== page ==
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Waste Management As the EC puts it, “resources must be managed more efficiently throughout their life cycle.” Staying in the loop Adopting CE also calls for staying on its axis. A new assessment tool is offered by EMF and materials information technology specialist Granta Design, following the release of the Circularity Indicators Project findings. The web-based tool can be utilised by businesses to monitor where they are at in the CE loop. According to EMF, while businesses have already acknowledged the significance of adopting the CE model, they require a standard metrics to keep track of their performance in transitioning from a linear to a circular economy. The EC’s Life-funded two-year research initiative Circularity Indicators Project yielded a set of indicators that assess how well a product or company performs in the context of a circular economy. The developed indicators consist of a main indicator, the Material Circularity Indicator (MCI). It measures how restorative the material flows of a product or company are, including the amount of virgin material recycled and recovered materials used; and complementary indicators that allow additional impacts and risks to be taken into account. The indicators can be used by product designers, but might also be used for several other purposes, including internal reporting, procurement decisions and the evaluation or rating of companies, according to EMF. The assessment system also facilitates the use of optional complementary risk and impact indicators, and company level indicators. The complementary risk and impact indicators can be used alongside the MCI to offer insights into potential risk in relation to business priorities and how changing circularity impacts other areas of business interest. Company level indicators are an aggregation of the MCIs for all product types within that business. The MCI and accompanying indicators, according to their proponents, are a set of unique tools that can be utilised in the design, reporting and evaluation phases of a product or collection of products. The company-level indicators and potential extensions might also be used in research, rating and evaluation of companies, policy-making or education. Plastics industry takes a stand Plastics manufacturing takes up 4% of the global output of oil from fossil fuel, a depleting resource. The British Plastics Federation (BPF), in its 2008 the statistical review for the oil market, estimated the oil reserves, at the prevailing production rates, to be around 1.24 trillion barrels or to last for only about four decades. Hence, the plastics industry is expected to benefit from CE, and thus, it is fast-tracking its adoption.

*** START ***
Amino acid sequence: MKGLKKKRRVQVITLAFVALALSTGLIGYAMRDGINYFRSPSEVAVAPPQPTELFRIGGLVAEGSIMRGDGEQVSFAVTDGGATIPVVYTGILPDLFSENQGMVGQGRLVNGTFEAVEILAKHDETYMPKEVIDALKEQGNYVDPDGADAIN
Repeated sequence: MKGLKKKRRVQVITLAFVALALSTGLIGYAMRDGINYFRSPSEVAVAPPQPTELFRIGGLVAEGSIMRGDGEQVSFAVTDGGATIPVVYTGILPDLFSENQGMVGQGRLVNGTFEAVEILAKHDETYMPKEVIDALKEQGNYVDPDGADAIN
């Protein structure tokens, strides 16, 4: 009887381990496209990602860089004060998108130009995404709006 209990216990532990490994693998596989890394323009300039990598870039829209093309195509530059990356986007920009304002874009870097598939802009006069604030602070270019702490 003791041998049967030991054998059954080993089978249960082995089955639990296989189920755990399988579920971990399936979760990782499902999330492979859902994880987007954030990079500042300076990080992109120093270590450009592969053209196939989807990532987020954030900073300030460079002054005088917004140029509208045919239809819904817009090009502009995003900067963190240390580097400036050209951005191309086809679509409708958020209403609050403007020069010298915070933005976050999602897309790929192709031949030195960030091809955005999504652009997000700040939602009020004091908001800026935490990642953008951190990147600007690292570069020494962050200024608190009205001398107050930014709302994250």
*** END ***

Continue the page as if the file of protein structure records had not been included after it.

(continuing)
The packaging sector, a leading user for plastics, is also a leading waste producer. It is also becoming a major stream in solid wastes due to its quantity. Plastic waste is the third major constitute at municipal and industrial waste in cities, after food and paper wastes, according to a 2009 assessment report by the United Nations Environment Programme (UNEP). The bulk of plastics turning to wastes have increased over time. According to the US Environment Protection Agency (EPA), in 2013 alone, the US generated about 14 million tonnes of waste plastics, made up of containers and packaging, with only 9% of the total plastic waste generated that period recovered for recycling. Globally, the market for plastics packaging is forecast by Transparency Market Research to reach US$370.25 billion by 2020. Just imagine how much of this packaging will potentially end up as waste! Targeting an increase in recovery rates, UK-based plastics organisation Plastics 2020, comprising BPF, Packaging and Films Association (PAFA), and Plastics Europe, together with the Wastes and Action Programme (WRAP), has recently launched a recycling action plan. The Plastics Industry Recycling Action Plan (PIRAP) enables the plastic packaging supply chain to involve itself in the UK’s target of 57% recycling of plastic packaging by 2017, recycling being a vital component sustainability, according to BPF. PIRAP also highlights the areas that need to be enhanced to develop end markets for plastics recyclate, such as increasing collection rates, adopting best-in-class collection methods, and optimising sorting infrastructure and design, to cite a few. Meanwhile, Belgium-based plastics association Plastics Recyclers Europe (PRE) finds that the current developments in the PET packaging market may ruin recycling streams. PRE cited that the milk packaging, home and personal care markets are planning to shift from using HDPE to PET based on costs, marketing and sustainability. And because, aesthetically, these markets require colourful packaging, PRE says, the switch could result in additional production of more than 300,000 tonnes of coloured, and black and white PET. PRE said that currently, the PET recycling markets are unable to undertake recycling these additional colours, citing further that these coloured packaging require extra sorting at the recycling plants. Pigments like titanium dioxide, may also contaminate the recycler’s end product. The resulting recycled PET (rPET) could also pose problems with food contact. This could lead to rPET losing its appeal in the market, PRE explains. The group suggested potential solutions such as using full body sleeves that are detectable by near infra-red sorting systems. Most importantly, producers are urged to not break the circular functioning of these recycling streams. JUNE / JULY 2015